In the print version of the LCSH, terms used as subject headings are printed in boldface type. Sometimes Library of Congress classification letters and numbers are listed after a subject heading. This classification information indicates the beginning letters and numbers of call numbers for books specifically on that subject. (For more information on LC classification, see the section on Library of Congress Call Numbers). Occasionally a scope note is included after a subject heading. A scope note is a short paragraph defining what information is included under the given subject heading.
Several different types of cross reference terms are used in the LCSH. Each type of term is described below:
USE: When a word is listed in regular print and is immediately followed on the next line by the term USE, the word listed above the "USE" is not a correct subject heading. A USE reference in the LCSH is the same as a SEE reference in a catalog. For example:
Travel and healthUSE Travel--Health aspects
The USE reference here redirects the researcher from a term that is not used (Travel and health) to one that is used (Travel--Health aspects).
UF: USED FOR indicates headings that are not used. In general, UF references should be ignored when you are using the LCSH to find related subject headings. UF references simply indicate that USE references have been made from these unused headings to the heading in boldface type above them, which are used.
The following three types of cross references are similar to SEE ALSO references in a catalog. In addition to simply indicating other subject headings that are related to a given heading, each of these references describes how the terms are related in scope:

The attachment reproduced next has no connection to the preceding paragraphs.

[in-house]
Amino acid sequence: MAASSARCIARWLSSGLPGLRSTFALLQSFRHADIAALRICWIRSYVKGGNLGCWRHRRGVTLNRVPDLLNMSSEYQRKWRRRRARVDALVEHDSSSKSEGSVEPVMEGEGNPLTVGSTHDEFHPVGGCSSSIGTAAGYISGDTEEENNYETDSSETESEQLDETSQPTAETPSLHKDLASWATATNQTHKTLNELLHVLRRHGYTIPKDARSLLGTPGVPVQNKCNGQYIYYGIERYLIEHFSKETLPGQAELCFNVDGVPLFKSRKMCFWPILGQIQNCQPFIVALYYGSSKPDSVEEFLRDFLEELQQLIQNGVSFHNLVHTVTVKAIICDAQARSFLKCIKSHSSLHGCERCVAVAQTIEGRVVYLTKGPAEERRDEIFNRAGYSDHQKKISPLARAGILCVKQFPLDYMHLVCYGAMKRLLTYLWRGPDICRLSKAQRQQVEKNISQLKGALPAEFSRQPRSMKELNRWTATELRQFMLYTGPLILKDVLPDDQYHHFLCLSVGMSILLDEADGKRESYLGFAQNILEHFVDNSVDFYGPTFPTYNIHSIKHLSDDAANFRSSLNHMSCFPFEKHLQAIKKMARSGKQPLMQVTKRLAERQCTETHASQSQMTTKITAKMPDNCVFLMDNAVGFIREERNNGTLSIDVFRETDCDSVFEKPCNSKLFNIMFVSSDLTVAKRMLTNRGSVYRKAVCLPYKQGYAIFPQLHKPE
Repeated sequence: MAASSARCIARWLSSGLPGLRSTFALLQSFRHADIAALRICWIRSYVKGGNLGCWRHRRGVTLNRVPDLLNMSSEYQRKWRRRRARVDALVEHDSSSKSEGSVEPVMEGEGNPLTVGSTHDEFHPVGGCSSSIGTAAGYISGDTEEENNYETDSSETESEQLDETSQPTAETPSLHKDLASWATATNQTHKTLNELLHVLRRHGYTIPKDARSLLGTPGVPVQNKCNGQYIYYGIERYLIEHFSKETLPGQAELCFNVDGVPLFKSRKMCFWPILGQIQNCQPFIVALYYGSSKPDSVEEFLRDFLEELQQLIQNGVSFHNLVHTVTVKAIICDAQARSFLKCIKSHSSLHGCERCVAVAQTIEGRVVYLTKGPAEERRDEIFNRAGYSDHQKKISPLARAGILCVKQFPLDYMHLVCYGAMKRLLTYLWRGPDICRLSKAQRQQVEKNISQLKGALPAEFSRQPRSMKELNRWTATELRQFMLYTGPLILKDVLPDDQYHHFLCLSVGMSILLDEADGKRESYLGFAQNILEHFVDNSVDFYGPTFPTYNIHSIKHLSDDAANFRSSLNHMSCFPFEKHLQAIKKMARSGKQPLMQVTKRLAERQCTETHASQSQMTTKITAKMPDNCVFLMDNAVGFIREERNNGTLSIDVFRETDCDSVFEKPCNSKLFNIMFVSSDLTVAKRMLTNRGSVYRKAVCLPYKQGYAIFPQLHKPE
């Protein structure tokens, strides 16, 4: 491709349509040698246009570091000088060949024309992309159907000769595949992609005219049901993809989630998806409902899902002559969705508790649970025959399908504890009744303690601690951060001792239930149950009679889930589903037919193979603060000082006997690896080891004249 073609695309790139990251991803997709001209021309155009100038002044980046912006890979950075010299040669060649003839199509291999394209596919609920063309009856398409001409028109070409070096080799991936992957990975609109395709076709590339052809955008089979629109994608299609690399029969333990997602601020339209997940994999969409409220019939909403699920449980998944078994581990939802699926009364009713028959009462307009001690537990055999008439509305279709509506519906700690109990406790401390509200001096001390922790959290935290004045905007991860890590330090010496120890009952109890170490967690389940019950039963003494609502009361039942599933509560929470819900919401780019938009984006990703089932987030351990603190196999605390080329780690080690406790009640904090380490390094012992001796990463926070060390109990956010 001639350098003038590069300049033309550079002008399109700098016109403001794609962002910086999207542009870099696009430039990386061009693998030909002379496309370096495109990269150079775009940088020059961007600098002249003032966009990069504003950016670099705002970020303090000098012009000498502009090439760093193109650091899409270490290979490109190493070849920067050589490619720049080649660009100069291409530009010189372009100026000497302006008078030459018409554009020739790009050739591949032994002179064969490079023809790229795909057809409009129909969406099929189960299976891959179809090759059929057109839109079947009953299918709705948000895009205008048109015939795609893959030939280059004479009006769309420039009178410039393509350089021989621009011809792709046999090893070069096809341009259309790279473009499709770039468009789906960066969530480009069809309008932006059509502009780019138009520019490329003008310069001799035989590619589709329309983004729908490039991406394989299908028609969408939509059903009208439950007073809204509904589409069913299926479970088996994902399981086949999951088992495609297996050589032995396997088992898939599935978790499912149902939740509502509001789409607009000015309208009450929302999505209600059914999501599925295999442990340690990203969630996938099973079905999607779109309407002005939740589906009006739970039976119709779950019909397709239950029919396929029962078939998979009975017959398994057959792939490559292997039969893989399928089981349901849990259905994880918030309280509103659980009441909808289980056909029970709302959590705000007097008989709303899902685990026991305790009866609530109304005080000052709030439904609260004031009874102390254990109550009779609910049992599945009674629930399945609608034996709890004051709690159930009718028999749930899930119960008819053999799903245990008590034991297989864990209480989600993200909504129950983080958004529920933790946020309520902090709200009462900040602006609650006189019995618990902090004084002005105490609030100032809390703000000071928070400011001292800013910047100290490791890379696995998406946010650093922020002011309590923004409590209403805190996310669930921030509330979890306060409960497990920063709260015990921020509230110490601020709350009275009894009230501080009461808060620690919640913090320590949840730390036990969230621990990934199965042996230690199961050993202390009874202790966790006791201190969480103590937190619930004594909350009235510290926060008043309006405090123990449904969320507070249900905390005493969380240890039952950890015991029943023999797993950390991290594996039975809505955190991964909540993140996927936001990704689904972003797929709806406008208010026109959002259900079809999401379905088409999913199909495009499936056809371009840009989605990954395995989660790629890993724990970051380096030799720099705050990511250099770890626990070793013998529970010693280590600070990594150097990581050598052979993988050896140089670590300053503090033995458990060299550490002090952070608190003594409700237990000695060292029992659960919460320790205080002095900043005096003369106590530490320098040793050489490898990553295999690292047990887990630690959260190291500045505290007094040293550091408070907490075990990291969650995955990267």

BT: BROADER TERM indicates headings for related topics that are broader in scope.
RT: RELATED TERM links two terms that are related in some way, but equal in scope.
NT: NARROWER TERM indicates headings for related topics that are narrower or more specific in scope.
An additional cross reference also identifies related subject headings, but is used less frequently:
SA: SEE ALSO indicates a related term that is listed as a subheading of other terms.
SUBHEADINGS of used subject headings are listed after all of the cross references for the heading. Subheadings are indicated with a single dash (-). Further subdivisions of subheadings are indicated with additional dashes. All of the cross references described above may also be used for any subheadings. The abbreviated note "(May subd Geog) " following a subject heading indicates that geographical subdivisions may be used with that heading. Form subheadings may be used with any subject heading and are not included in the LCSH.
General guidelines to follow when using the LCSH to find related subject headings:
Look up USE references to find headings that are used for a subject; then look up BT, RT and NT references as appropriate. RT references should be especially noted since they are most equivalent to the given subject heading. NT references should be used when you need to narrow your topic. Subdivisions (subheadings) should also be used to find more specific headings on a subject. Broader terms should be used if your topic seems to be too specific and you have not been able to find enough information.
Since the LCSH is based on the Library of Congress collection, which is one of the largest library collections in the world, many valid subject headings will only be found in the largest or most specialized library catalogs and will not be included in most library catalogs.